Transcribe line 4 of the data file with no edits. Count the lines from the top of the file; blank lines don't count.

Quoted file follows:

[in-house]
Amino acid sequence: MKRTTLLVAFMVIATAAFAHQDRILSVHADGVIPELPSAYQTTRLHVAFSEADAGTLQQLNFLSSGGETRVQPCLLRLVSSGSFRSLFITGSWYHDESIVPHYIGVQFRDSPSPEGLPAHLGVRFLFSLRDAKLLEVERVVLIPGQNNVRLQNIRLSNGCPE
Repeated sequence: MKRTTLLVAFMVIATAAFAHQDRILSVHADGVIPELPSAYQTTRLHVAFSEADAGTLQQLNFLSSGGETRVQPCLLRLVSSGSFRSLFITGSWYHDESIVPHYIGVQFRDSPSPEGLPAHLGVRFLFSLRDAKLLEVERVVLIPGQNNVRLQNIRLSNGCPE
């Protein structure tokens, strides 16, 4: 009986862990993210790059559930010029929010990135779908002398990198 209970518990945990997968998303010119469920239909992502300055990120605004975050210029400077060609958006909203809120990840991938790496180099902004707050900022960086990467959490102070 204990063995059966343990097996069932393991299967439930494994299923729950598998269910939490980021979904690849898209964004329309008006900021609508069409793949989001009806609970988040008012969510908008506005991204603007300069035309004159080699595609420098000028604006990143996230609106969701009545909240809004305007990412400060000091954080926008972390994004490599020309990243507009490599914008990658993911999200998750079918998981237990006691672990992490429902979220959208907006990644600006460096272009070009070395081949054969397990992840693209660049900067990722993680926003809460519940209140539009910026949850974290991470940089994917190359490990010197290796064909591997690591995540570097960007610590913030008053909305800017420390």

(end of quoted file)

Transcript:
């Protein structure tokens, strides 16, 4: 009986862990993210790059559930010029929010990135779908002398990198 209970518990945990997968998303010119469920239909992502300055990120605004975050210029400077060609958006909203809120990840991938790496180099902004707050900022960086990467959490102070 204990063995059966343990097996069932393991299967439930494994299923729950598998269910939490980021979904690849898209964004329309008006900021609508069409793949989001009806609970988040008012969510908008506005991204603007300069035309004159080699595609420098000028604006990143996230609106969701009545909240809004305007990412400060000091954080926008972390994004490599020309990243507009490599914008990658993911999200998750079918998981237990006691672990992490429902979220959208907006990644600006460096272009070009070395081949054969397990992840693209660049900067990722993680926003809460519940209140539009910026949850974290991470940089994917190359490990010197290796064909591997690591995540570097960007610590913030008053909305800017420390």